Like the prodigal son, we can begin with compassion on ourselves. The lost son finds himself dying with the pigs, but he doesn’t die. Instead, he confronts his wretchedness and remembers his true home. He realizes that he has to get up and move.

Extreme Humility and Radical Love

February 10, 2019 - by Fr. Antony Hughes
How can we know we are on the right track? Humility and love. It is simple, 'They will know we are Christians by our love.' But it must be humility and love in its most radical form extending even to our enemies, to those who abuse us and wish us harm, which is no small task.

On the Sunday of Zaccheus

January 27, 2019 - by Fr. Antony Hughes
In order to grow, we have to take the risk of changing the way we think and the way we live. And change, as we all know is often painful and unwelcome, but growth demands it. Change is the heart of what the word repentance means.

The Light in the Darkness

January 13, 2019 - by Fr. Antony Hughes
Looking inwardly, the Gospel has rich meaning. For the lands of Zebulun and Naphtali are within all of us. There are parts of us that have been scattered, humbled, wounded, and abandoned, who have been cast out and forgotten. The Lord would bring all of them, too, into the light of His loving embrace. This is the point of repentance, of course.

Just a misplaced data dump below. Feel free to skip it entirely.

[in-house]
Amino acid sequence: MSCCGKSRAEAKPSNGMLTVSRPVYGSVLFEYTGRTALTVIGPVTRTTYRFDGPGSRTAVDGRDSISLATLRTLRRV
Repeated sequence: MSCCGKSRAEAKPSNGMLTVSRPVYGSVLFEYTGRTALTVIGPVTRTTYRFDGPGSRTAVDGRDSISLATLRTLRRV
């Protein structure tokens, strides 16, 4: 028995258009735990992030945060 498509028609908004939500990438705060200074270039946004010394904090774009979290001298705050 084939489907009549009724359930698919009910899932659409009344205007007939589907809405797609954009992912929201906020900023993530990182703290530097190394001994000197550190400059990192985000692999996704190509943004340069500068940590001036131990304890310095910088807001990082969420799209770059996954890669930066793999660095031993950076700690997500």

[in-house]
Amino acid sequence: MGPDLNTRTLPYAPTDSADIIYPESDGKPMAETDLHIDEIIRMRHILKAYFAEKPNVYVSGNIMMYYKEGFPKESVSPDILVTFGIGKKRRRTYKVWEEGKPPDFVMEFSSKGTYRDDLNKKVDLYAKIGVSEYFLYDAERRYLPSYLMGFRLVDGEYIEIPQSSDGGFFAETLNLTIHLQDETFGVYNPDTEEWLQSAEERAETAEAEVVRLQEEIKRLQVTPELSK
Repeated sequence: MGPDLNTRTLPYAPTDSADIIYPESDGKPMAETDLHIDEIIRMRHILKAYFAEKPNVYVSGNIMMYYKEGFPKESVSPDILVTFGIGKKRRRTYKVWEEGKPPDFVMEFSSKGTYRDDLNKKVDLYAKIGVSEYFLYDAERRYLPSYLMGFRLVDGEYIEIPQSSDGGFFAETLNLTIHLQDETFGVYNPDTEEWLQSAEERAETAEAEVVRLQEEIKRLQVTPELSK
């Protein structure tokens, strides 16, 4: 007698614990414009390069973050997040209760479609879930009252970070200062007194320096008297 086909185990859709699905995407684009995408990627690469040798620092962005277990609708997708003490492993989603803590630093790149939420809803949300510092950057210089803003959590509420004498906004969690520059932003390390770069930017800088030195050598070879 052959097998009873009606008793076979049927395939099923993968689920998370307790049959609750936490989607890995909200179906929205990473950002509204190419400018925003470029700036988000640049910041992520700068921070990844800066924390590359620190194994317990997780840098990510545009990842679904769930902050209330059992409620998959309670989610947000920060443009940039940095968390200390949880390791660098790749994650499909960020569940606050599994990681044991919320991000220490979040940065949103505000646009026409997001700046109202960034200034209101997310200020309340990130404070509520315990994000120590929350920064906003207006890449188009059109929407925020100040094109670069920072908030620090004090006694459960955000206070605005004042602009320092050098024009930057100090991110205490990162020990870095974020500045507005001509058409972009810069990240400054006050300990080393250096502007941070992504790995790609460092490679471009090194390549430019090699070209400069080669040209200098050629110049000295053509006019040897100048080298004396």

The Prayer of the Vigilant Heart

December 30, 2018 - by Fr. Antony Hughes
King Herod is not only an historic figure he is also a metaphor for a mind out of control, in other words, an impure mind. From impure minds come impure thoughts and from impure thoughts come suffering. We call it in Christian lingo sin. It boils down to this. Sin is anything that causes suffering in others or in ourselves. In the case of Herod his impure, out-of-control mind led to the massacre of innocent children.

On the Feast of the Nativity 2018

December 25, 2018 - by Fr. Antony Hughes